The Bike! Bike Time – 39:23 18.94 mi/hr (20Mi/Hr Goal). 22/125

I had a solid transition to the bike.  The only different thing was that I had to put my lava pants in the T1 bag.  As I was running out with my bike I realized I forgot rubber bands for my shoes!  This wouldn’t usually be a problem except I couldn’t feel my feet it was so cold.  I spent another 5-10 seconds getting that first foot on top of the shoe and on my way.  Getting out was a bit rough with some speed bumps here and some sharp turns here and there but once we hit the 76 things really started to go well.  The course got straight and I could deal with the fog, but hit a false flat (I should say downhill) because what seemed like I should have been coasting it got a bit harder to pedal and I was slowing down.  Since downshifting a couple gears to pickup my cadence hit a solid pace of about 17-18 MPH which for me was slow but I couldn’t feel my feet and it felt like I was pedaling with stubs like a pirate.  As the sun started to appear as we went east I could start feeling my legs and feet again and I was able to pickup the pace to 22-24MPH which felt solid throughout the whole bike portion.  I slowed down a bit more than usual coming down the last bike straight way cause the road sucked and didn’t want to get a flat in the last straight way (I know my back tire needs to be replaced, but I didn’t want to do it on race day).  Nailed my dismount with my shoes still clipped in and I heard a crowd support say I was like a flying gorilla (I laughed inside).  Foggy again and feet where cold I finally hit a GU and some water, and hit the run!  Overall

The Run! Run Time – 28:37 9:13 min/mile. 74/125 Overall.

Here it is, my weakest part of triathlon.  Coming off the bike my feet were frozen and my calves started to cramp a bit right off the bike (realized I forgot my salt sticks) but the legs still felt good and I really focused on keeping my head up and not over striding.  I was cruising at a 9:15 min/mil pace and I felt really good about it, my head was up my ankle on my left side wasn’t going beyond my knee (at least when I checked).  As I was running I noticed that Marc was coming down the hill behind me (I thought he would have beat me out of the swim and the bike, he’s a small guy and fast), my 8 minute dinged and I walked about 30 seconds instead of the 1 minute.  I felt good about things why should I stop it’s only a 5K.  Then we started to hit some up hills at the pier and going up another hill down the street which slowed my pace a bit but over all I felt really good.  I was still cruising a 9:35 pace thanks to that 30 second walk bit which I shouldn’t have done.  Down the final stretch Marc finally passed me and I picked up the pace to a 9:12 min/mil and got across the finish line.  Little did I know that Andy Potts was the one giving me my medal which was really cool!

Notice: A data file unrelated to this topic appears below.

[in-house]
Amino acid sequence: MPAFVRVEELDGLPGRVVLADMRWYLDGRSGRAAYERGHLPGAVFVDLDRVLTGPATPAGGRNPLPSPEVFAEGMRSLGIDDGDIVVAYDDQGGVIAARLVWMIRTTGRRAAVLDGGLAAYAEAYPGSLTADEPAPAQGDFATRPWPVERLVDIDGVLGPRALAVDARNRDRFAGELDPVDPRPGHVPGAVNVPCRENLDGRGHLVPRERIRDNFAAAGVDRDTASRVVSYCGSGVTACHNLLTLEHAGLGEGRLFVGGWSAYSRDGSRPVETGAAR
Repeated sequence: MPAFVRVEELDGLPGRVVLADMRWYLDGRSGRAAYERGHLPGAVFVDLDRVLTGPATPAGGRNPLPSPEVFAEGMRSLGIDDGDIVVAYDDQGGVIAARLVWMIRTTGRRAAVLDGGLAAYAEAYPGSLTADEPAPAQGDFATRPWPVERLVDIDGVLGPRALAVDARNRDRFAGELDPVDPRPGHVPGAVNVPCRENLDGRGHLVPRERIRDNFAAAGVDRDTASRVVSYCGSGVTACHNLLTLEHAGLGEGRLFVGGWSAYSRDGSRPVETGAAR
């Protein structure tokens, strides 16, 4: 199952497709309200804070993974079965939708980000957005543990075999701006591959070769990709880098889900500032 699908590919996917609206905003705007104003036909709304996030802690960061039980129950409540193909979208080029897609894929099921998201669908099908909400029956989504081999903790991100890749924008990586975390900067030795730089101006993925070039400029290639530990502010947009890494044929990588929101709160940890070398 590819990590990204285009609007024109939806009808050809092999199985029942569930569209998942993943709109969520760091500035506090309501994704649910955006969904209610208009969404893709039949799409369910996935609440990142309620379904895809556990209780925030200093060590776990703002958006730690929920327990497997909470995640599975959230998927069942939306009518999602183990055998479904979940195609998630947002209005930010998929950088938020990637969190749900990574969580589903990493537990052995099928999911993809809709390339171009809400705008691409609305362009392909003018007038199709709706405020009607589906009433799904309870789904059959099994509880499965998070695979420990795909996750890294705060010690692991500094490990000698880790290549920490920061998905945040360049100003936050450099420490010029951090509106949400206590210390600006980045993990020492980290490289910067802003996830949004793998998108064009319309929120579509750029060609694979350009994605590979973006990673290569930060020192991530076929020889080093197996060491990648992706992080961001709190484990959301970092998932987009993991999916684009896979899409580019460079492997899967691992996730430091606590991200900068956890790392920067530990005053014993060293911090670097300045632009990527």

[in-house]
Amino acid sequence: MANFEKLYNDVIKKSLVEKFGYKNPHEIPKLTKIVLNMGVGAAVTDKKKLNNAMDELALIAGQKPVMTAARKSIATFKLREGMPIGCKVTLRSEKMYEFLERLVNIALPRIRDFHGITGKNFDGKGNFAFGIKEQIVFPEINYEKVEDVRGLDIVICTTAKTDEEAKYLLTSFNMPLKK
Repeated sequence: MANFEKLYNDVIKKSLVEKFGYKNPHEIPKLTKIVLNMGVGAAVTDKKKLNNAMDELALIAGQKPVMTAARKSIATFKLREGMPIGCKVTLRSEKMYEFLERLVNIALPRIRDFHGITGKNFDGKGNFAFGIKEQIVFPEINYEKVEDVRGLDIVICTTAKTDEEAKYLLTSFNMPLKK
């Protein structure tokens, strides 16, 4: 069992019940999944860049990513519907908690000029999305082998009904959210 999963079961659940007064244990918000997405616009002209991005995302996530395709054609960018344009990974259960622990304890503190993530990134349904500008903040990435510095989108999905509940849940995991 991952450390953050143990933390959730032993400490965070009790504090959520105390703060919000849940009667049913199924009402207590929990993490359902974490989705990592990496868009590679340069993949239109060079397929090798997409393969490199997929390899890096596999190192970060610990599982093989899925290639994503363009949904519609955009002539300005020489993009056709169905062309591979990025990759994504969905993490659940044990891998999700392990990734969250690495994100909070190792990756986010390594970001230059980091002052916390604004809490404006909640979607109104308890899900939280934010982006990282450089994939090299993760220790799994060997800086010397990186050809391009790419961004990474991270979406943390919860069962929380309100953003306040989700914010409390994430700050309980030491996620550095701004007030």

The Wrap up! – Great Race!

WP_20131020_003Once across the finish line I felt great. Ian Kelly happened to see me coming across telling me that it was a strong finish (I didn’t know my time yet) which was really cool. I still had plenty of gas in the tank and wondered that I should have done the International Distance but who cares I felt great I had fun and I made costly mistakes that probably contributed to a combined 5 minutes tacked to my time.  It was great to see some friends racing and meet Marc who I know through a mutual friend at work (we spoke on Facebook and both belong to the Tri Club) so it was cool to meet him and his son.  Also met a few other guys like Randy who ripped his shorts on the bike the poor guy.  I have to say that everyone I have met through the triathlon community has been awesome!  Finally I got my time print out and sure enough I had gotten 1st Place in Clydesdale but the best part was I felt great.   The LifeTime Tri Oceanside race was fun, it was fast, and it really was well put on.  I can’t wait to do it next year.  

Mission Bay Tri – 1st Place Overall–Relays!

What started as a reply to an e-mail to a fellow Tri Clubber turned into some swaps for members from injuries but we got a team together and met in person for the first time the Saturday before the event.  Come race day we all had great a great leg and killed it as the first relay team across the finish line.  Jeff who was the runner really brought home the gold sort to speak passing the only other relay team out of the blocks since I came in 2nd with the swim by about 30 seconds and Chris held down the bike portion with about the same 30 seconds behind the other team.  I think we’re going to stick together for the Koz Events next season so watch out San Diego “The Good, The Bad, and the …” are sticking around.  Our total time was 3 seconds over 1 hour at 1:00:03.   Congrats guys on an awesome race and great podium finish!